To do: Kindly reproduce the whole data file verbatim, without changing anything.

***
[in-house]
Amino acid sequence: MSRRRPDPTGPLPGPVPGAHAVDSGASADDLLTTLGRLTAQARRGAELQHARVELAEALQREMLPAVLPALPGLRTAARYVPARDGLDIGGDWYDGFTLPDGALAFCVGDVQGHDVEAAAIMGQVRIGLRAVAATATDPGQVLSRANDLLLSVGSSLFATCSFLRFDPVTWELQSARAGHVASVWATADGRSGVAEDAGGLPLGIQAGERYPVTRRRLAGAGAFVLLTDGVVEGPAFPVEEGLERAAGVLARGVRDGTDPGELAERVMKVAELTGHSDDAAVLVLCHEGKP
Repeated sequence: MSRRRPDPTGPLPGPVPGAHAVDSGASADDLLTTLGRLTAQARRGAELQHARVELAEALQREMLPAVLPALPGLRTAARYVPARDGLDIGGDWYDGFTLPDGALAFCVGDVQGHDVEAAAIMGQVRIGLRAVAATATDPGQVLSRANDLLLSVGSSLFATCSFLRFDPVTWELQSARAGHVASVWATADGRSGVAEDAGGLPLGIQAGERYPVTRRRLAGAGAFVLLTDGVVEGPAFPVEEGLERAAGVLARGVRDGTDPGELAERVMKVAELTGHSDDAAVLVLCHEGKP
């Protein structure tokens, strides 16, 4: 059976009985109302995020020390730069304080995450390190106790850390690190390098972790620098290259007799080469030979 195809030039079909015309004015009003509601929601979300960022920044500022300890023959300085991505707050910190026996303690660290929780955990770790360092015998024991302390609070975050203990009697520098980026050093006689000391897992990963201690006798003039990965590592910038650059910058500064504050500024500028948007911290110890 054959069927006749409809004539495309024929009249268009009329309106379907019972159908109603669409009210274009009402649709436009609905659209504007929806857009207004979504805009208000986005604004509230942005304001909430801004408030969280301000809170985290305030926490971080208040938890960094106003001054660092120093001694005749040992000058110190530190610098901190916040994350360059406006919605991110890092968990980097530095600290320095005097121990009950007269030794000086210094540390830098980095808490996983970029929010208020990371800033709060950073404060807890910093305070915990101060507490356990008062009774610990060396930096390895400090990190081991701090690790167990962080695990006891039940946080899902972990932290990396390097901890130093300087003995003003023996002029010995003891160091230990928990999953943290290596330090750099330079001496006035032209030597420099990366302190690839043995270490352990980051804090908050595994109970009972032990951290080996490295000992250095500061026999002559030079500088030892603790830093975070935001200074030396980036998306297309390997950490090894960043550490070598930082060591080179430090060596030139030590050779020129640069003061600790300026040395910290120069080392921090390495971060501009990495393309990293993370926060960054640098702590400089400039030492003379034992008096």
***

[in-house]
Amino acid sequence: MSRRRPDPTGPLPGPVPGAHAVDSGASADDLLTTLGRLTAQARRGAELQHARVELAEALQREMLPAVLPALPGLRTAARYVPARDGLDIGGDWYDGFTLPDGALAFCVGDVQGHDVEAAAIMGQVRIGLRAVAATATDPGQVLSRANDLLLSVGSSLFATCSFLRFDPVTWELQSARAGHVASVWATADGRSGVAEDAGGLPLGIQAGERYPVTRRRLAGAGAFVLLTDGVVEGPAFPVEEGLERAAGVLARGVRDGTDPGELAERVMKVAELTGHSDDAAVLVLCHEGKP
Repeated sequence: MSRRRPDPTGPLPGPVPGAHAVDSGASADDLLTTLGRLTAQARRGAELQHARVELAEALQREMLPAVLPALPGLRTAARYVPARDGLDIGGDWYDGFTLPDGALAFCVGDVQGHDVEAAAIMGQVRIGLRAVAATATDPGQVLSRANDLLLSVGSSLFATCSFLRFDPVTWELQSARAGHVASVWATADGRSGVAEDAGGLPLGIQAGERYPVTRRRLAGAGAFVLLTDGVVEGPAFPVEEGLERAAGVLARGVRDGTDPGELAERVMKVAELTGHSDDAAVLVLCHEGKP
């Protein structure tokens, strides 16, 4: 059976009985109302995020020390730069304080995450390190106790850390690190390098972790620098290259007799080469030979 195809030039079909015309004015009003509601929601979300960022920044500022300890023959300085991505707050910190026996303690660290929780955990770790360092015998024991302390609070975050203990009697520098980026050093006689000391897992990963201690006798003039990965590592910038650059910058500064504050500024500028948007911290110890 054959069927006749409809004539495309024929009249268009009329309106379907019972159908109603669409009210274009009402649709436009609905659209504007929806857009207004979504805009208000986005604004509230942005304001909430801004408030969280301000809170985290305030926490971080208040938890960094106003001054660092120093001694005749040992000058110190530190610098901190916040994350360059406006919605991110890092968990980097530095600290320095005097121990009950007269030794000086210094540390830098980095808490996983970029929010208020990371800033709060950073404060807890910093305070915990101060507490356990008062009774610990060396930096390895400090990190081991701090690790167990962080695990006891039940946080899902972990932290990396390097901890130093300087003995003003023996002029010995003891160091230990928990999953943290290596330090750099330079001496006035032209030597420099990366302190690839043995270490352990980051804090908050595994109970009972032990951290080996490295000992250095500061026999002559030079500088030892603790830093975070935001200074030396980036998306297309390997950490090894960043550490070598930082060591080179430090060596030139030590050779020129640069003061600790300026040395910290120069080392921090390495971060501009990495393309990293993370926060960054640098702590400089400039030492003379034992008096």